Spring Art Preview: Kerry James Marshall's Black Whole

Battling art's blind spot

Devorah Sperber: 'Mirror Universe'
March 20–April 26

Although the press release discusses "how consciousness and the act of seeing create the illusion of a stable, predictable, singular universe," what you really need to know is that this exhibition is based on the Star Trek episode "Mirror, Mirror"—the one featuring a "savage parallel universe," replete with evil Dr. Spock and scheming Captain Kirk. Sperber uses threaded glass beads of varying opacities to simulate that "Beam me up, Scotty" moment, and shaped mirrors to transform distorted figures into the familiar icons. For TNG fans (you know who you are), the holodeck has been re-created from 9,600 spools of thread. Caren Golden, 539 W 23rd, 212-727-8304

McDermott & McGough
March 21–April 26

A pointed bucolic: Marshall's Vignette #10, 2007
Courtesy Jack Shainmen Gallery
A pointed bucolic: Marshall's Vignette #10, 2007

Is that Tippi Hedren wedged into a wood-paneled corner, eyes upturned in terror? (Note the staccato rhythm of her red nails.) Judging by the POV placement of the hand in another canvas, Late Night #3: Lizabeth Scott, 1967 (2007), it's you who's holding the lit match for the femme fatale inside that console TV with the shiny knobs. These slick new oil paintings from a duo famous for ransacking the past—and for their Victorian toggery—channel both the studio system's contract sirens and those bygone days when broadcasters first began downsizing the big screen for the late-late show. Cheim & Read, 547 W 25th, 212-242-7727

Lots of Things Like This
April 2–May 10

Curated by McSweeney's mastermind Dave Eggers, this show gathers 50 works by artists who make crude images with funny texts appended. No, it's not a rejection collection of cartoons from The New Yorker, but stuff hanging on the wall. One example from Tucker Nichols: a childish painting of a pistol accompanied by the block letters "HEY LADIES." And another: Kurt Vonnegut's silkscreen of a tombstone that reads "Life is no way to treat an animal." apexart, 291 Church St., 212-431-5270

'Frederick Kiesler:

April 18–July 24

Philip Johnson called Kiesler "the best-known non-building architect of our time," and this collection of vibrant drawings and schemata for work ranging from avant-garde stage designs to an egg-shaped "Endless House" is a chance to see one of the 20th century's most fertile design heads in action. Kiesler (1890–1965) was born in Austria but did much of his work in America, including the biomorphic open-air plan for Peggy Guggenheim's Art of This Century gallery and a "Vision Machine" for Columbia University, which attempted to demonstrate the process of perception. The Drawing Center, 35 Wooster, 212-219-2166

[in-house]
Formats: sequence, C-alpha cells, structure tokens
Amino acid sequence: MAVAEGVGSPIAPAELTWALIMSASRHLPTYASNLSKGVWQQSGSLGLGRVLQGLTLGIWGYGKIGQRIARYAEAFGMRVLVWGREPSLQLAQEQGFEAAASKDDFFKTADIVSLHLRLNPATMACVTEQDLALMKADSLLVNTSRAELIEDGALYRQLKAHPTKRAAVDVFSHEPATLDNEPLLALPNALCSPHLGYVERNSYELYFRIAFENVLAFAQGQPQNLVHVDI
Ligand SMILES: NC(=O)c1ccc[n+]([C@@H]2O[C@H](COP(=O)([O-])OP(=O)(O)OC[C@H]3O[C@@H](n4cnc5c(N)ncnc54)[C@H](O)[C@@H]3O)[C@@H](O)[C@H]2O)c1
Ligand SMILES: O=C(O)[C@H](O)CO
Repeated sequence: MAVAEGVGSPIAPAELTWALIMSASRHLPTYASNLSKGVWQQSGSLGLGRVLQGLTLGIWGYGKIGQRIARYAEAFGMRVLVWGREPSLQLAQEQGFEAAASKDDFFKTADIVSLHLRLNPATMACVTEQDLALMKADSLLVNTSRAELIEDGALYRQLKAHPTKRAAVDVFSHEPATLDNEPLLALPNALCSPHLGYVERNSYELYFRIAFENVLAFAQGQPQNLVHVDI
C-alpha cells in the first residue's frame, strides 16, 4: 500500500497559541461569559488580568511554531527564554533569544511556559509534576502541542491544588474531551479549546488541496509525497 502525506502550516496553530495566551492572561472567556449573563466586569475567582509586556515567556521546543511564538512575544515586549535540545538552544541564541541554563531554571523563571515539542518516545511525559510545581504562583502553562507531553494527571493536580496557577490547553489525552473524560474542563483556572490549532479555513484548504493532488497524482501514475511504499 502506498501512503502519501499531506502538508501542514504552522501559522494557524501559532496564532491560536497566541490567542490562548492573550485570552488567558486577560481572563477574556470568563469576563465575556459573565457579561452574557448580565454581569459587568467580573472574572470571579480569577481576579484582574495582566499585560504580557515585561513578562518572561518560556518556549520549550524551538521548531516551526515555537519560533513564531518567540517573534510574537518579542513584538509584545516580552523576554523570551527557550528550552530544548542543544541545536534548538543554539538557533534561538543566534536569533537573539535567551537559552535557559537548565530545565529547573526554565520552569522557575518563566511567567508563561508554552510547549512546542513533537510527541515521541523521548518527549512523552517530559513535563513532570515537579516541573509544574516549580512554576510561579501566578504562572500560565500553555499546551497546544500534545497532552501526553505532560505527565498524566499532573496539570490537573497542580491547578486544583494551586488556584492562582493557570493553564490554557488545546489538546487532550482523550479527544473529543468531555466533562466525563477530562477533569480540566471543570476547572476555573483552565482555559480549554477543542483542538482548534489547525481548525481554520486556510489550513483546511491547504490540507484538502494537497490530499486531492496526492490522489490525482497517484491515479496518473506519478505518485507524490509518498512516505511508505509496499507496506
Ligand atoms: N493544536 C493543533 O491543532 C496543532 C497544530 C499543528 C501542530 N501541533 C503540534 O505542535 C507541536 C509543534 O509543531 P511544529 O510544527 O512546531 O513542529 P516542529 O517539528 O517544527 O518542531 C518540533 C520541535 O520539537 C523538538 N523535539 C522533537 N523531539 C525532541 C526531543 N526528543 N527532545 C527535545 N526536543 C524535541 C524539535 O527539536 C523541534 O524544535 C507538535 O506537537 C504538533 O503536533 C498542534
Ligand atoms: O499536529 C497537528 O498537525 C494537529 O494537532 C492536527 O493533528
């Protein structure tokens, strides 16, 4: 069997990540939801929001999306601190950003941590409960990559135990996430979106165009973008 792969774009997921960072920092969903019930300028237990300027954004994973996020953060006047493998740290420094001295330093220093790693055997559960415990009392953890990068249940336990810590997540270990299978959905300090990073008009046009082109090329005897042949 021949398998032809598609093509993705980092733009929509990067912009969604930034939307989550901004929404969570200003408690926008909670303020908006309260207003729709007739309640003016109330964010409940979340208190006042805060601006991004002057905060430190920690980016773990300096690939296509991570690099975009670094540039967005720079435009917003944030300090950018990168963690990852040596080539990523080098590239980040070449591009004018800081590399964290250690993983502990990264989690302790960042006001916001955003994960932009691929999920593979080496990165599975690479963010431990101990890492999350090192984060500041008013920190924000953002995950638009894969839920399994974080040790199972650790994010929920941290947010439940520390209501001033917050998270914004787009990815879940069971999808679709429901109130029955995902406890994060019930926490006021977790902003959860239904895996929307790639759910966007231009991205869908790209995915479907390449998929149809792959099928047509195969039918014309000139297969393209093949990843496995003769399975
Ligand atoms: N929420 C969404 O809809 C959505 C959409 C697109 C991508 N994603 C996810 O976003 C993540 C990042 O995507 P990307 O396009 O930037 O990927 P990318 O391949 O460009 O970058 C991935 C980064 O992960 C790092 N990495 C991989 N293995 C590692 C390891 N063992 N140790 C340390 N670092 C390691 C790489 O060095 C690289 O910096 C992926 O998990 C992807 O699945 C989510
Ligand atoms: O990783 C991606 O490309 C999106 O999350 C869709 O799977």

'New York Cool'
April 22–July 19

One of the Grey Art Gallery's typically erudite exhibitions, this show focuses on the various movements swirling through New York in the 1950s and '60s. Here are Frank O'Hara's beautifully scrawled poems, illuminated by Norman Bluhm's splashy gouache strokes; Ilya Bolotowsky's and Robert Goodnough's Mondrian-inflected geometric abstractions; Seymour Lipton's lively, biomorphic crayon drawings; Nicholas Krushenick's chromatically intense "Iron Butterfly" prints; and a large, gestural canvas by Elaine de Kooning. Add a Milton Avery seascape and a big Louise Nevelson wall relief, and this group reminds us that there was more than ab-ex and pop happening in Gotham back in the day. Grey Art Gallery, 100 Washington Square East, 212-998-6780

'Double Album'
April 23–July 6

The press release for this show, featuring Mexican Daniel Guzmán and Canadian Steven Shearer, promises an investigation of "the pitfalls and appeal of prolonged male adolescence." (Appeal?) Both artists were born in the '60s, and their work shares a fascination with the music of their youth. Shearer's octagonal, wood-paneled Activity Cell With Warlock Bass Guitar is filled with plush red cushions and looks groupie-ready; Guzmán's red skull on a paint-spattered can forms a striking totem. The duo's wide-ranging visual dialogue will take over the museum's entire second floor. New Museum, 235 Bowery, 212-219-1222

'Jeff Koons on the Roof'
April 29–October 26

Here is kitsch writ large for the Met's inviting roof garden, courtesy of Mr. Sincerity (despite the porn shoots with his ex-wife, you get the impression that Koons truly loves the aesthetics of childhood). One piece to be wary of: Balloon Dog (Yellow). This huge stainless-steel canine may make you laugh or cry or bark like a dog. Metropolitan Museum, 1000 Fifth Ave., 212-535-7710

Kadar Brock
May 1-31

Brock's kick-ass abstractions combine slathered planes of acrylic flashe with neon-bright spray-paint grids that race over the edges, implying a larger space beyond—but still part of—the canvas. This is high-energy stuff, exuberantly conveyed, and while he cadges everyone from Howard Hodgkin to Mel Bochner, this young painter distills the visual tumult of his own age into something other than a goddamned video game. Buia, 541 W 23rd, 212-366-9915

Hilary Harkness
May 1–June 28

This is one for the boys, or at least those who think like them. Harkness's models on stilettos are rough trade indeed, leggy doms and subs cavorting in harm's way in meticulously detailed oil paintings of crowded submarines, battleships, and other homo-erotic interiors. The latest piece features a mining camp where the lusty hijinks continue in sluices, outhouses, and covered wagons bathed in tawny light. Mary Boone, 745 Fifth Ave., 212-752-2929

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